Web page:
All that matters in heavy traffic is keeping going and staying upright so our eyes are glued to the immediate pavement. We rally all of our strength and concentration to track a steady line and hope it works out. Our safety is totally in the hands of the nearby drivers and there is little more we can do. I've occasionally heard about cyclists diving off the side of the road to avoid being hit and yet we rarely see any place to dive into in these conditions. Often if there had been a smidgen more space, they would have made the road a little wider anyway. Though we've been terrorized by plenty of thoughtless drivers, we've never felt that one was intentionally 'gunning' for us--an experience Lance Armstrong and others have had.


Route Selection for Riding Safely

Ultimately route selection is a cyclist's most potent tool for being safe on the road. Bill has refined his map selection and map reading skills so as to be highly successful in picking low traffic roads if they are to be found. 'Roads to nowhere' are what he calls his top picks. Those are the little roads that seem like extras on the map and that don't provide a direct path to cities or freeways. Old roads that parallel new freeways are another good choice.

His route planning challenge is to plot a route that eludes the traffic but isn't so elaborate that it's hard to find or follow. The addition of GPS for part of our 2008 traveling season made finding and staying on these back roads much easier than any paper maps we'd used. In contrast, when we met the Aussies, they didn't even have a road map of Croatia. They were lacking the most basic tool to help match their traffic tolerance to the route options.

But best laid plans don't always work out. Once or twice a year we'll abandon part of a day's route or more because of impossible traffic. It may be that we can't find a way out between the freeways and industrial parks as happened one year when leaving Barcelona, or when the traffic volume is just too high as it was along the Rhone River in southern France. In both those cases we hopped on a nearby train to exit the problem area. Public transportation isn't always available when one is looking for an escape route but we never hesitate to use it if we feel too threatened.

And then there are places like Croatia and parts of southern Italy where the traffic feels a bit too dangerous at times, but we press on anyway because of a shortage of options. In those areas we may stop more often to calm our nerves, plan shorter riding days, take every short alternate route, or find other ways to cope. In Croatia, coping means drifting out a bit to command more of the lane; in southern Italy where the drivers were considerate but the traffic was heavy, it meant eating lunch early so we were riding when more of the drivers were off the road enjoying their meal (and having a drink).


And Then There Are The Cities

With the help of our map, we deposited the Aussies at their turn-off for an island-bound ferry where the off-season riding would assure them fewer traffic headaches.  In contrast, we'd still be fighting to hold our own on the Istrian Peninsula coastal road for several more days. We'd then have an idyllic 60 miles south of Senj with wider roads, less traffic, and kinder drivers. The worst traffic conditions were ahead for all of us, around Zadar and Split.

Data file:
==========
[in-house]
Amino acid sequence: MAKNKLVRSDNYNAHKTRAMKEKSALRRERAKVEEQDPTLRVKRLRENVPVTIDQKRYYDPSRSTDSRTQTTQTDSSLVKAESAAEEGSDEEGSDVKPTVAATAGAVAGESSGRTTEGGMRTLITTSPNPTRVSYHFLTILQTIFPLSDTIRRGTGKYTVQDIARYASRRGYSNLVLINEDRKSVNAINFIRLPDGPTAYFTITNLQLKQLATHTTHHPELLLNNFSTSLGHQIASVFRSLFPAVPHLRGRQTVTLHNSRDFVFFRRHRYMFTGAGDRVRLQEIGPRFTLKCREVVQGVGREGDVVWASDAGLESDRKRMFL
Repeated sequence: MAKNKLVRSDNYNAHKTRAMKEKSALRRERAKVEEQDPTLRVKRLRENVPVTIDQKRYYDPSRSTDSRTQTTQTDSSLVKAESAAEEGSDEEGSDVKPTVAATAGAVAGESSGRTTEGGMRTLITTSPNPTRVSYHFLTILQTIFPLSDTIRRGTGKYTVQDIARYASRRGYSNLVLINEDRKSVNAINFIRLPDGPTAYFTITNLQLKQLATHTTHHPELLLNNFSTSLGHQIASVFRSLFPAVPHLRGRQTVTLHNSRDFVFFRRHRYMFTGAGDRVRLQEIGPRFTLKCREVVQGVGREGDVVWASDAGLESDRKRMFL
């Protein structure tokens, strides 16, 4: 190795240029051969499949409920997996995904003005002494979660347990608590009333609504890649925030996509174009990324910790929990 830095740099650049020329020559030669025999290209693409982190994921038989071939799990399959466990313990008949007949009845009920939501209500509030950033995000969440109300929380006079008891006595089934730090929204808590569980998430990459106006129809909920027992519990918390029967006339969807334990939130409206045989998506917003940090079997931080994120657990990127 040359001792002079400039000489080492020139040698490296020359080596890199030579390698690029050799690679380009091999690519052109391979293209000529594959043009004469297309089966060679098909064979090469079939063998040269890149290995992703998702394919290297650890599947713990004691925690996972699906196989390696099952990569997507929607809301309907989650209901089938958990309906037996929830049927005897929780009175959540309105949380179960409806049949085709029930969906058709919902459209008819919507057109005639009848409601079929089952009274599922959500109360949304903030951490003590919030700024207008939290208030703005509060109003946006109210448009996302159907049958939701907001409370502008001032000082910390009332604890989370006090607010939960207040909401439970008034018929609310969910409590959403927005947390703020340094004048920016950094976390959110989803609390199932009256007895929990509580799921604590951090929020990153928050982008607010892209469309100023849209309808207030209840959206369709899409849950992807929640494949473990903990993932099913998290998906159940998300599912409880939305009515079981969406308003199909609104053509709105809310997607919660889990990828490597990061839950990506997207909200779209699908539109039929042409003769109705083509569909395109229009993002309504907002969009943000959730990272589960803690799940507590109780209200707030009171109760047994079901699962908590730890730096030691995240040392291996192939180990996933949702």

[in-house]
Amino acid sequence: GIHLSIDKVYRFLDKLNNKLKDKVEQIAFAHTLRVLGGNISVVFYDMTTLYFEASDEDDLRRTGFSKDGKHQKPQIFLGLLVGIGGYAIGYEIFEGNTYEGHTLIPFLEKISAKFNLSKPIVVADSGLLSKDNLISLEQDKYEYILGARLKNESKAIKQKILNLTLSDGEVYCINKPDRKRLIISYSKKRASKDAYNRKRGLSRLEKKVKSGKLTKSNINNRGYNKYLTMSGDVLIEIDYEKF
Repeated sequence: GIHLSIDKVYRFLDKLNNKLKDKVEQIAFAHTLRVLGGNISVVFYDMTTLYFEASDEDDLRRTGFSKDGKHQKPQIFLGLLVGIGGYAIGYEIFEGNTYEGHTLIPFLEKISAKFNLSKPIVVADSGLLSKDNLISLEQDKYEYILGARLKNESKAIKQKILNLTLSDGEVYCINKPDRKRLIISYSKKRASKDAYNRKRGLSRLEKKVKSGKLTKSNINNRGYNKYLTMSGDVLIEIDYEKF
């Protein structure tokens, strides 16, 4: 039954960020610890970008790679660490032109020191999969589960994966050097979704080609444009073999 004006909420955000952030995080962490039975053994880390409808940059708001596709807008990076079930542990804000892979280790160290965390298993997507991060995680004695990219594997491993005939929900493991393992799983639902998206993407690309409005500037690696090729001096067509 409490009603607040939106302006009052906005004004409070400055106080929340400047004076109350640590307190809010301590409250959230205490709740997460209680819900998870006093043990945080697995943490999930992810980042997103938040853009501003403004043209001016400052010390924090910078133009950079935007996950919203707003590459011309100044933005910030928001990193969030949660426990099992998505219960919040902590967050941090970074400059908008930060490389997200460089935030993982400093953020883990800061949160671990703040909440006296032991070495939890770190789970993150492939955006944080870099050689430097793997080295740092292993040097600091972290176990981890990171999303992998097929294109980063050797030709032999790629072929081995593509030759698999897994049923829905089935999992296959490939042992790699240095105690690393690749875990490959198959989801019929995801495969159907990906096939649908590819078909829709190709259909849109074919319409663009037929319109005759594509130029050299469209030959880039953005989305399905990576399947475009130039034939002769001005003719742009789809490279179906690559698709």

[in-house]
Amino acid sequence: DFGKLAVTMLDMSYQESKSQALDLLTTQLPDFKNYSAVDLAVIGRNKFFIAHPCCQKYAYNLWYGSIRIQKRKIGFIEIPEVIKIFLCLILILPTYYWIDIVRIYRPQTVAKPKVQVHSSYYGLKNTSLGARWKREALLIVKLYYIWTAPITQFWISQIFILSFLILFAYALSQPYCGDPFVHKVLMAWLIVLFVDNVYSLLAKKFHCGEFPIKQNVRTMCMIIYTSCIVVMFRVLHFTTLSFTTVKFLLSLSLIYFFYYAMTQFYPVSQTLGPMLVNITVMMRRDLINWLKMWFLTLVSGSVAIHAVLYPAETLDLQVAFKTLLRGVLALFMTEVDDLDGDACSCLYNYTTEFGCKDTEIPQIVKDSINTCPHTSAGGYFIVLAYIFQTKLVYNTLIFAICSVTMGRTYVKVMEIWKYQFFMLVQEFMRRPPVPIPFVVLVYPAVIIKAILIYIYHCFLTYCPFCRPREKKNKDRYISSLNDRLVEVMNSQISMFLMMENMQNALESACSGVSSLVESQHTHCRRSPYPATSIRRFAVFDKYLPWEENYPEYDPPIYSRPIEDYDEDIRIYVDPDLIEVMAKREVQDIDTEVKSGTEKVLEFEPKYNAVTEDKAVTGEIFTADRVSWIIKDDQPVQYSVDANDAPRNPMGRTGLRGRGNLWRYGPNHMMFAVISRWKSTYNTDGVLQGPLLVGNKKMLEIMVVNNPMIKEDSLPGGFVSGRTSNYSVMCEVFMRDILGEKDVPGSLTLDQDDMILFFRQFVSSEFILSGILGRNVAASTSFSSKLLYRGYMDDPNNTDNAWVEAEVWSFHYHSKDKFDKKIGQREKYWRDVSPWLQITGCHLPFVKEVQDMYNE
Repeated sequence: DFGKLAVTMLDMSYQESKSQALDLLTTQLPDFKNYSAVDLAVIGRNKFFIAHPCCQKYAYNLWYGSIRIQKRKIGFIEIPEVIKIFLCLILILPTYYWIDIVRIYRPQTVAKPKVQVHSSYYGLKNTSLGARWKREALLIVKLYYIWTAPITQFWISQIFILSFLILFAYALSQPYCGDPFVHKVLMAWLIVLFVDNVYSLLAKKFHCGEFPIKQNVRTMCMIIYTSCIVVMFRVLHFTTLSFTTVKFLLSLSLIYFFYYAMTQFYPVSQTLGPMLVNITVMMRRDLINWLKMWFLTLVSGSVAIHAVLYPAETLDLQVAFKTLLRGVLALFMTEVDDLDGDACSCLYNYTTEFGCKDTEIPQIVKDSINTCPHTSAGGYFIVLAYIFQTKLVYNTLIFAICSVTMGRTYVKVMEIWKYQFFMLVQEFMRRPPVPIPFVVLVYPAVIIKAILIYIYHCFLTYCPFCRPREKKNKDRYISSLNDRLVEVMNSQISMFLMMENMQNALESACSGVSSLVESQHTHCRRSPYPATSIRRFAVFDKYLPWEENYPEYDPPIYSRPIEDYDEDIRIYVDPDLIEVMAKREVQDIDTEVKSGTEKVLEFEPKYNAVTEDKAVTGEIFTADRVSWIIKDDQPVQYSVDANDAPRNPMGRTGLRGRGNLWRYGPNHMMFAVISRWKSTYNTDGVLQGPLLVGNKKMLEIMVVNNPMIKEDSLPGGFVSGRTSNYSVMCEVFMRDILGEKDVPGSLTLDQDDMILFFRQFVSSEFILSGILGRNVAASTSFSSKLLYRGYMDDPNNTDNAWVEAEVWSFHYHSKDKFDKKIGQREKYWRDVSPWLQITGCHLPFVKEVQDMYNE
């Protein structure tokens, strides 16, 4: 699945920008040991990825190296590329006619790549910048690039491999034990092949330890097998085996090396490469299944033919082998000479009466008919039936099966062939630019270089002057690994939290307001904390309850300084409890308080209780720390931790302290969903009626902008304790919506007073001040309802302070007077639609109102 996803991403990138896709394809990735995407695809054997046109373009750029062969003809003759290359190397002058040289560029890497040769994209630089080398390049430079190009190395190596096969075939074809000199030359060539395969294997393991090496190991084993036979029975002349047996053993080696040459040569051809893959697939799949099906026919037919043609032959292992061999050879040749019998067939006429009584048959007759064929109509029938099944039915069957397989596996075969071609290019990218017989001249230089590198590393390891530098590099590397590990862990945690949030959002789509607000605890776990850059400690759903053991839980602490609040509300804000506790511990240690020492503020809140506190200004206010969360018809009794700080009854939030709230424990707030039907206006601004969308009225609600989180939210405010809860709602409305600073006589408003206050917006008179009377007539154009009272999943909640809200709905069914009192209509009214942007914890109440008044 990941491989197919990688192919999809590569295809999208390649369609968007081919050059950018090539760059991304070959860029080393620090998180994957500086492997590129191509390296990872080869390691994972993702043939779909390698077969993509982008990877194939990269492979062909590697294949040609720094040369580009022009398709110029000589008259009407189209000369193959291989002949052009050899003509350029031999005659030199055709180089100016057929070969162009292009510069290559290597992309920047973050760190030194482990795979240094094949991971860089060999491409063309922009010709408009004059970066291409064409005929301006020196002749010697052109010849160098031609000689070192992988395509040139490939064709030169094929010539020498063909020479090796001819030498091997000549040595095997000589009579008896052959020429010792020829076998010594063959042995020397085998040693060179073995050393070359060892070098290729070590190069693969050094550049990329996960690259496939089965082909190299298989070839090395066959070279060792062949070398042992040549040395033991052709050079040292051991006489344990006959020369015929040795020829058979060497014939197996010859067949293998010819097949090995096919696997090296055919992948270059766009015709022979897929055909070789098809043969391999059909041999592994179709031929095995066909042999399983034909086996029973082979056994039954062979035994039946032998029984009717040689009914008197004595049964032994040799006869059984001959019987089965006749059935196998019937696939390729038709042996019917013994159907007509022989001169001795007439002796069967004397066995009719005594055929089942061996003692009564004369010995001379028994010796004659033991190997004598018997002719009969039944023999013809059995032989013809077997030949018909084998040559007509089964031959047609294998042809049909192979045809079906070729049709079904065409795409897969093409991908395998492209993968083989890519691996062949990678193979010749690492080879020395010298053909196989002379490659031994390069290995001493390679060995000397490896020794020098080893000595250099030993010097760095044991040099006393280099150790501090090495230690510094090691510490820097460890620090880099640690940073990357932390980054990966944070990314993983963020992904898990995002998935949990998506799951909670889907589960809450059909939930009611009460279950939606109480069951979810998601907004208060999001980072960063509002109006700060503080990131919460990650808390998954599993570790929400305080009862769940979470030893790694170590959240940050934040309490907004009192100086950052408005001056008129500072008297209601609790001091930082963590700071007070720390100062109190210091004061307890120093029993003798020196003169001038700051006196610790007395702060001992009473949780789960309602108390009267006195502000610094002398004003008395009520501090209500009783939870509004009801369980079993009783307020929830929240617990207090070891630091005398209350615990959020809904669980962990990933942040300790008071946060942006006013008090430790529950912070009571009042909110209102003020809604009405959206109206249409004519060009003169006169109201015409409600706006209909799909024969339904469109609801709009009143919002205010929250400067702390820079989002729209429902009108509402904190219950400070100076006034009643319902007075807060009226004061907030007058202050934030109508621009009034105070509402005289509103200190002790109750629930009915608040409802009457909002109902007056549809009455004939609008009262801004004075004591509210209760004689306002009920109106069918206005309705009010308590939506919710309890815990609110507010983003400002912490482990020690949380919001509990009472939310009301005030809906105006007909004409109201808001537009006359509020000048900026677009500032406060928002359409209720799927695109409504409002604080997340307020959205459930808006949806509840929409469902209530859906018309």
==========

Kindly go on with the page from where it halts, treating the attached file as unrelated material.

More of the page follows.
When we hit the horrific riding conditions farther south in and out of Zadar and around Split, I again thought of the Aussie's skittishness with the passing of a single truck. On these urban approach roads, they and we encountered a steady stream of intense traffic. It was like being on a freeway at rush hour but without shoulders.  This was the 'head-down, don't bother to look in the mirror' riding. And in these places the traffic pressure was so prolonged that we had the additional challenge of trying to stay relaxed. 

I know that stress triggers a hunkering-down posture in my body, which means scrunched shoulders and a clenched jaw. Tightening up eventually makes me less resilient so my additional challenge in these conditions is to relax. Every few minutes I reminded myself to lengthen my neck, drop my shoulders, slacken my jaw, and breathe. It was a cycle I repeated dozens of times around both cities to keep my cool, to keep from getting frazzled, to keep from getting hostile.

We also pulled out at every safe bus zone or driveway where we could take a break from the noise. We'd take a moment to compare notes on how we were coping and to allow the brief connection to deepen our relaxation. Letting the tension accumulate increases the chance of doing something impulsive, which could be deadly. As we struggled to maintain our literal and figurative equilibrium at these urban approaches, I wondered how the young men had fared in these areas. It was at the limit of what we were willing to do and it surely put them on overload too.

We never received the follow-up email from these very pleasant Australian young men that we'd hoped for. No doubt they, like we did in our early years of cyclotouring, found a way to survive. Perhaps they too were hashing-out their own team's code of conduct on the road that would help them to navigate the Croatian traffic with increasing success. Hopefully they were learning how to amplify their safety by working as a team rather than continuing to function as independent riders. Perhaps in their own way, they were "getting used to it".